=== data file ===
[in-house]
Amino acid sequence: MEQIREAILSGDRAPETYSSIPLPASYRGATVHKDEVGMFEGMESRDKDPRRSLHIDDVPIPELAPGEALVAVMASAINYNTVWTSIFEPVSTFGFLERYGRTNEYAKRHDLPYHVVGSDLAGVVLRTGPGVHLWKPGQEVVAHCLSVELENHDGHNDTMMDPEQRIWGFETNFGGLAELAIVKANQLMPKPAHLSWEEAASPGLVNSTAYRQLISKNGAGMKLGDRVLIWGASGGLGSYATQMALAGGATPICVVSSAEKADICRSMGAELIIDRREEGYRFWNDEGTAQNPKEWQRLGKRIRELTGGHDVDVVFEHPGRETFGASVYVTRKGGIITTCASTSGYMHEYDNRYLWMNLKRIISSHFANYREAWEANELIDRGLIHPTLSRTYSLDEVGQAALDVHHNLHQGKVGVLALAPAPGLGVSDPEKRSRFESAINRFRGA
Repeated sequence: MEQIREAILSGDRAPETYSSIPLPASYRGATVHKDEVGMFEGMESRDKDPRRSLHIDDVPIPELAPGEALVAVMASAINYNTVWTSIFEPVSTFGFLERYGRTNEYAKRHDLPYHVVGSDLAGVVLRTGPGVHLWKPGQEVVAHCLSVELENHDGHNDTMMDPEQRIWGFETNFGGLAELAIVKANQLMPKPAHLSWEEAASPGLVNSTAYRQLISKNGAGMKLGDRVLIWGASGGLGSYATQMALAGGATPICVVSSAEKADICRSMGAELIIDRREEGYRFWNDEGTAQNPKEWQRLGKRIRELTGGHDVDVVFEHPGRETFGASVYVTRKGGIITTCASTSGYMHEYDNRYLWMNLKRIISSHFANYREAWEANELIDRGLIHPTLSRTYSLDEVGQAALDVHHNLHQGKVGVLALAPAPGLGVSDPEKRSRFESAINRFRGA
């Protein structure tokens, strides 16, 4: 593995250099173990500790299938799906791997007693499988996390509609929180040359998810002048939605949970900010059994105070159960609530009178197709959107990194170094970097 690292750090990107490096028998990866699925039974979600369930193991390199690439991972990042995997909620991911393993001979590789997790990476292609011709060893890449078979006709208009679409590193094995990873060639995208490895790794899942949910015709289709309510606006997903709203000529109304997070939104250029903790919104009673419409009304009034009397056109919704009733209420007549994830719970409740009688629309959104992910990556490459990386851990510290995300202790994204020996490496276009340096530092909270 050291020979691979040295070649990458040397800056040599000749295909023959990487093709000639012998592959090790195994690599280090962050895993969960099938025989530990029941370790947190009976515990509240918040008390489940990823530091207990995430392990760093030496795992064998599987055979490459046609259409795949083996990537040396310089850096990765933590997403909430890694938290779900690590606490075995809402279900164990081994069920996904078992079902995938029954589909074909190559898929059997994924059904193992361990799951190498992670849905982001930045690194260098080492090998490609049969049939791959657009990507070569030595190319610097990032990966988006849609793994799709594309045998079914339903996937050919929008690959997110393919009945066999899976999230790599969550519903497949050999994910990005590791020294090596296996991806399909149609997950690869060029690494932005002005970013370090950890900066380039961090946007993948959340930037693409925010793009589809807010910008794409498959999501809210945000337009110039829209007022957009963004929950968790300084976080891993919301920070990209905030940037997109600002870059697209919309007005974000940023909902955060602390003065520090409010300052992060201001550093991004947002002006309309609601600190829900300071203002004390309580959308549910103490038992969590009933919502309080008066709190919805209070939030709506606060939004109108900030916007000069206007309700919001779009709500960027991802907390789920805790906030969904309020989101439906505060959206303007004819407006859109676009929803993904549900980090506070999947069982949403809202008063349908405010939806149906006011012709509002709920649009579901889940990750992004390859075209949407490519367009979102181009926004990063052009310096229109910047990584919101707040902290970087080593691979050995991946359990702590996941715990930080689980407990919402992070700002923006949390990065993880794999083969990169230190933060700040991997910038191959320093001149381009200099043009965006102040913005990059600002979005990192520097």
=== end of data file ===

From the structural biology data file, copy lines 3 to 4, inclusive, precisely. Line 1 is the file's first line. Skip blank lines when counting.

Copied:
Repeated sequence: MEQIREAILSGDRAPETYSSIPLPASYRGATVHKDEVGMFEGMESRDKDPRRSLHIDDVPIPELAPGEALVAVMASAINYNTVWTSIFEPVSTFGFLERYGRTNEYAKRHDLPYHVVGSDLAGVVLRTGPGVHLWKPGQEVVAHCLSVELENHDGHNDTMMDPEQRIWGFETNFGGLAELAIVKANQLMPKPAHLSWEEAASPGLVNSTAYRQLISKNGAGMKLGDRVLIWGASGGLGSYATQMALAGGATPICVVSSAEKADICRSMGAELIIDRREEGYRFWNDEGTAQNPKEWQRLGKRIRELTGGHDVDVVFEHPGRETFGASVYVTRKGGIITTCASTSGYMHEYDNRYLWMNLKRIISSHFANYREAWEANELIDRGLIHPTLSRTYSLDEVGQAALDVHHNLHQGKVGVLALAPAPGLGVSDPEKRSRFESAINRFRGA
């Protein structure tokens, strides 16, 4: 593995250099173990500790299938799906791997007693499988996390509609929180040359998810002048939605949970900010059994105070159960609530009178197709959107990194170094970097 690292750090990107490096028998990866699925039974979600369930193991390199690439991972990042995997909620991911393993001979590789997790990476292609011709060893890449078979006709208009679409590193094995990873060639995208490895790794899942949910015709289709309510606006997903709203000529109304997070939104250029903790919104009673419409009304009034009397056109919704009733209420007549994830719970409740009688629309959104992910990556490459990386851990510290995300202790994204020996490496276009340096530092909270 050291020979691979040295070649990458040397800056040599000749295909023959990487093709000639012998592959090790195994690599280090962050895993969960099938025989530990029941370790947190009976515990509240918040008390489940990823530091207990995430392990760093030496795992064998599987055979490459046609259409795949083996990537040396310089850096990765933590997403909430890694938290779900690590606490075995809402279900164990081994069920996904078992079902995938029954589909074909190559898929059997994924059904193992361990799951190498992670849905982001930045690194260098080492090998490609049969049939791959657009990507070569030595190319610097990032990966988006849609793994799709594309045998079914339903996937050919929008690959997110393919009945066999899976999230790599969550519903497949050999994910990005590791020294090596296996991806399909149609997950690869060029690494932005002005970013370090950890900066380039961090946007993948959340930037693409925010793009589809807010910008794409498959999501809210945000337009110039829209007022957009963004929950968790300084976080891993919301920070990209905030940037997109600002870059697209919309007005974000940023909902955060602390003065520090409010300052992060201001550093991004947002002006309309609601600190829900300071203002004390309580959308549910103490038992969590009933919502309080008066709190919805209070939030709506606060939004109108900030916007000069206007309700919001779009709500960027991802907390789920805790906030969904309020989101439906505060959206303007004819407006859109676009929803993904549900980090506070999947069982949403809202008063349908405010939806149906006011012709509002709920649009579901889940990750992004390859075209949407490519367009979102181009926004990063052009310096229109910047990584919101707040902290970087080593691979050995991946359990702590996941715990930080689980407990919402992070700002923006949390990065993880794999083969990169230190933060700040991997910038191959320093001149381009200099043009965006102040913005990059600002979005990192520097």